It’s the last weekend of the year, a time when the newsroom selects our local Top 10 Stories Of The Year. Look for this year’s roundup in print and online Sunday.
We have followed the same process for at least the last 20 years. Reporters, photographers and editors are asked to nominate the top stories they worked on this year. We compile them into a list — most years, there are between 20 and 25 nominees — then ask the newsroom staff to vote for the 10 most important stories of the year. We also invite non-newsroom members of our editorial board — who are Ben, Scott and Jody Campbell — to vote.
As we were compiling this year’s list of nominees, I noticed that a lot of the story lines seemed familiar. I went back to the archive to see how many stories on this year’s list have appeared on multiple lists since 2012. It didn’t surprise me to find that at least five of this year’s stories, or very similar ones, have made the list at least three times in a decade.
Homelessness and affordable housing issues have been on all but one list since 2015. According to that 2015 story, “The average rent for a two-bedroom, one-bathroom apartment in Vancouver is $1,013.” That same apartment is now closer to $1,700 per month.
Here’s a shocker: In 2012, the median sales price for a home in Clark County was about $190,000. It’s now in excess of $500,000.
By the way, the only year homelessness or affordable housing didn’t make our Top 10 stories list was 2020, when six of the Top 10 stories were directly related to the COVID-19 pandemic.
Wildfires are another frequent theme on our Top 10 stories list. This year, it’s the Nakia Creek Fire, which put a good scare into a large swath of Clark County but ended up causing little to no damage to private property. Other years’ lists included the Eagle Creek Fire, which caused major damage to the Columbia River Gorge, and a series of distant fires that turned the air in Clark County into a dirty, stinking, dangerous, orange cloud for days.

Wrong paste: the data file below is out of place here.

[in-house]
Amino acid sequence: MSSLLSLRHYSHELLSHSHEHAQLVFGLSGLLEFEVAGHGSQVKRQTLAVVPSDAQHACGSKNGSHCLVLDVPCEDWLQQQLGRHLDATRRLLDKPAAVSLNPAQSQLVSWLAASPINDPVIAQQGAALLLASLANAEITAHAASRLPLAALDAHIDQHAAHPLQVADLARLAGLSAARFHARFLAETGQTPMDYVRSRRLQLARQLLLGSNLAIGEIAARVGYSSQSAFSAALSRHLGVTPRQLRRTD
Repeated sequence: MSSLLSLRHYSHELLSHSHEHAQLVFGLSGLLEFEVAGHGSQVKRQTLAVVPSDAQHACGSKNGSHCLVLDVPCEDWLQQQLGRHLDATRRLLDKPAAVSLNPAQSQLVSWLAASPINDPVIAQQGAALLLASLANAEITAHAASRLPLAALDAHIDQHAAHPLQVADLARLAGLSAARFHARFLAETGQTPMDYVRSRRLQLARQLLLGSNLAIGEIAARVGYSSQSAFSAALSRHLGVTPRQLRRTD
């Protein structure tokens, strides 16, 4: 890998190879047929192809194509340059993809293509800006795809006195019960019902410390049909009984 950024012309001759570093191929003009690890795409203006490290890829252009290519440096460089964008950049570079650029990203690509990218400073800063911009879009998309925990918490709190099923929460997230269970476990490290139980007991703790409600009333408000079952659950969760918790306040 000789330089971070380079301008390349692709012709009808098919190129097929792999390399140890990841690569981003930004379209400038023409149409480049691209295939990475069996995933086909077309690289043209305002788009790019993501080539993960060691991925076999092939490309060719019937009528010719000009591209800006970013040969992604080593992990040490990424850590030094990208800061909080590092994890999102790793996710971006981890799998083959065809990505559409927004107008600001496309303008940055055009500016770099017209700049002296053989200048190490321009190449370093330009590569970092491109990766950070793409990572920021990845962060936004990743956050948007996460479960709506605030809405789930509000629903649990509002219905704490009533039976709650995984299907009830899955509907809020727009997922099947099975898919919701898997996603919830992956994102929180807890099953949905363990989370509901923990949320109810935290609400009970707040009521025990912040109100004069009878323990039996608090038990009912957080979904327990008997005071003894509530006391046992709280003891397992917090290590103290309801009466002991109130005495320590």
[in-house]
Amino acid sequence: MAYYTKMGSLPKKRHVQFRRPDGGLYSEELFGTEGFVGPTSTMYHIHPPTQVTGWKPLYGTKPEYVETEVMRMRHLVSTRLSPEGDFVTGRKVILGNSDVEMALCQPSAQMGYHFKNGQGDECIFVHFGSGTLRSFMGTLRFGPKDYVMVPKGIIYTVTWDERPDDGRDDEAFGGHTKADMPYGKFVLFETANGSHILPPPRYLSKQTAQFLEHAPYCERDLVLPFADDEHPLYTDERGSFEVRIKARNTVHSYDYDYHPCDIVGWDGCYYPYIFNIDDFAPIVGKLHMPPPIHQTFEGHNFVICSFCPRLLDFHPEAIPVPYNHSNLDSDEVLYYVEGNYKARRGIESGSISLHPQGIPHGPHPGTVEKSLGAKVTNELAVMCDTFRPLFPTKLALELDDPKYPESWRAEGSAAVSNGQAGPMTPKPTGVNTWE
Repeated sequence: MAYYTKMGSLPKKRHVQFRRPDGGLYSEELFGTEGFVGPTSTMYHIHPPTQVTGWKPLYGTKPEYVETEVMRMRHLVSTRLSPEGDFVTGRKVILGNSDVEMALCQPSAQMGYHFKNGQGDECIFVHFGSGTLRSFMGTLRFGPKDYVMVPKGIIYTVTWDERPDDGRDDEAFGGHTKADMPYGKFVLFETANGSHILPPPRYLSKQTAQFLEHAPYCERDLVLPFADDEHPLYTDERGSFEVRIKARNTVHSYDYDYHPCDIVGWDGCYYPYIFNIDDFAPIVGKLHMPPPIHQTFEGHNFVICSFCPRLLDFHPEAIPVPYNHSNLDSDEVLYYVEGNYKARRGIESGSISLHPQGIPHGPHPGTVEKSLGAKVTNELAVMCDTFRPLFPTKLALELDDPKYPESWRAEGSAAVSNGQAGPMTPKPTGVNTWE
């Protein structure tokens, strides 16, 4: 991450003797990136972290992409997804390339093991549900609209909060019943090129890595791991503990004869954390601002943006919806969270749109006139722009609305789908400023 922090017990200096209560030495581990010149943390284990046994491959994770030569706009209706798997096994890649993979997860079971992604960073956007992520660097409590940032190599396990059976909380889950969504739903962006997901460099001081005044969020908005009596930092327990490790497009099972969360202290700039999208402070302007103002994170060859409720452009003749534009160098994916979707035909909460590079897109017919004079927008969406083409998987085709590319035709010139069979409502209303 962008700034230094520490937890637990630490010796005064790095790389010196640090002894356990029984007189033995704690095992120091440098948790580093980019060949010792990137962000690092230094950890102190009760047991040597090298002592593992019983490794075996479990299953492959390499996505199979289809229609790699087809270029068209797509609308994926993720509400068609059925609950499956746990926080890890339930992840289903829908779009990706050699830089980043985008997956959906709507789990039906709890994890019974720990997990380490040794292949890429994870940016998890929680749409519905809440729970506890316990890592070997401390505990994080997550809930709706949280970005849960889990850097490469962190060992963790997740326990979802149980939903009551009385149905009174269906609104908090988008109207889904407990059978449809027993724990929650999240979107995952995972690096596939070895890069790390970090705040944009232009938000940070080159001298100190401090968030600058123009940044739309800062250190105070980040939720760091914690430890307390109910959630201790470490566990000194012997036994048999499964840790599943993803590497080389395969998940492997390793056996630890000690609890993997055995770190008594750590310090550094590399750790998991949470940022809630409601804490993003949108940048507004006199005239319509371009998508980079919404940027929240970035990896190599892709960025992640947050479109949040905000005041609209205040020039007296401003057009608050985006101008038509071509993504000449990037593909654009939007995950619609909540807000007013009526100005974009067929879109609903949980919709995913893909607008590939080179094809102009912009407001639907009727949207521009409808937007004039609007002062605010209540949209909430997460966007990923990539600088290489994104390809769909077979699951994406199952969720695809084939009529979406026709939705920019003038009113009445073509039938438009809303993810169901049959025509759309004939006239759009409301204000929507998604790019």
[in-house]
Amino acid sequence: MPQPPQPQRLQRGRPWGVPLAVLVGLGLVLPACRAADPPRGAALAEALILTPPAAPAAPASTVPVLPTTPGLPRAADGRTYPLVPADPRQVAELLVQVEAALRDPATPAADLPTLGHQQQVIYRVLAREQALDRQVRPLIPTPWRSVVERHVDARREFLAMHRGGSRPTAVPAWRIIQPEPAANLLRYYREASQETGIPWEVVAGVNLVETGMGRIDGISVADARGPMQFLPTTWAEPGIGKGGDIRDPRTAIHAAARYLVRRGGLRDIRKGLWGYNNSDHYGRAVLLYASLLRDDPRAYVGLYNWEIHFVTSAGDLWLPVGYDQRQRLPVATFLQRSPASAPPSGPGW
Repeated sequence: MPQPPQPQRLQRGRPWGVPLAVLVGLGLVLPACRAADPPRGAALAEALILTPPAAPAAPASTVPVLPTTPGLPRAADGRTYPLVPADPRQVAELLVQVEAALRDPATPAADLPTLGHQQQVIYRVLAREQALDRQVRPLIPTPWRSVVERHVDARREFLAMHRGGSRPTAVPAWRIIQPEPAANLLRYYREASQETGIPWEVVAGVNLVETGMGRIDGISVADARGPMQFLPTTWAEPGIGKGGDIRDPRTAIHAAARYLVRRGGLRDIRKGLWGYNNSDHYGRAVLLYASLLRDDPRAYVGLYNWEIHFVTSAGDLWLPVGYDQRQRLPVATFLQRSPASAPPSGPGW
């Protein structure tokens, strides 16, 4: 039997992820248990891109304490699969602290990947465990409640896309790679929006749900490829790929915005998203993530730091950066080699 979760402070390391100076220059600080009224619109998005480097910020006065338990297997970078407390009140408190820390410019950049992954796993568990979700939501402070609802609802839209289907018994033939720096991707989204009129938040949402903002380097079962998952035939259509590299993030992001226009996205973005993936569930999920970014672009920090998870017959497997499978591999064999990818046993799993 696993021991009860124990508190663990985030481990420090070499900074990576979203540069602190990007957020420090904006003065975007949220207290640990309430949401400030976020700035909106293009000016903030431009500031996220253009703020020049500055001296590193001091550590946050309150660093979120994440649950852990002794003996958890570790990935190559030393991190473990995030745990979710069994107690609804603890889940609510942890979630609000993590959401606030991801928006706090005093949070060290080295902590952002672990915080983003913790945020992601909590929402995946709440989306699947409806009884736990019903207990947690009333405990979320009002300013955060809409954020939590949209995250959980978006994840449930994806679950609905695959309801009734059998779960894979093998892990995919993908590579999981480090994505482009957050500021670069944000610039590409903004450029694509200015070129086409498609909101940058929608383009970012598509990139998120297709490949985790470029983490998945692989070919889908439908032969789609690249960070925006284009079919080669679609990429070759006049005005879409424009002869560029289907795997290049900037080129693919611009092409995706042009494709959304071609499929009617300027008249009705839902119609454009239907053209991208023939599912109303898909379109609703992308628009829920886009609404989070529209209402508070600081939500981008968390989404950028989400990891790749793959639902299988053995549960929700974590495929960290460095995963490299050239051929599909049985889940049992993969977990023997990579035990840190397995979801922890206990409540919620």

Another story that appeared on half of our Top 10 lists in the last decade was the Interstate 5 Bridge replacement project. This story made the early lists as the Columbia River Crossing project ground to a halt, then resurfaced in the last few years as the Interstate Bridge Replacement Program gained momentum.
Other stories on this year’s list that were on previous lists: shootings involving police officers, which have now made the list five times, and the closure/demolition of local landmark businesses, which has now made the list three times. Do you remember playing miniature golf at Steakburger before it closed in 2014? I still miss that place.
Here are a couple of stories that appeared frequently in the past but didn’t make this year’s list: development at the Waterfront Vancouver; political shenanigans involving Don Benton, David Madore or both; and development and construction at ilani. All three could have made the 2022 list: Several major buildings, led by the Hotel Indigo, opened at the waterfront this year. Benton ran for county council but was defeated by Sue Marshall. And ilani expanded its casino — adding a sports book, dining venues and more gaming space — and made major progress on its hotel, due to open in the spring.
Farewell to Leonard Pitts
Regular readers of our editorial page may have spotted a Dec. 16 farewell column from Leonard Pitts. Pitts, who wrote for the Miami Herald, was one of my favorite syndicated opinion columnists. I thought he made insightful arguments, even when I disagreed with him. I know he was a reader favorite, too, because when his column was temporarily unavailable a few years ago, I heard a lot of complaints!
Now that Pitts has retired, we will fill his regular Friday slot with a variety of other syndicated columnists.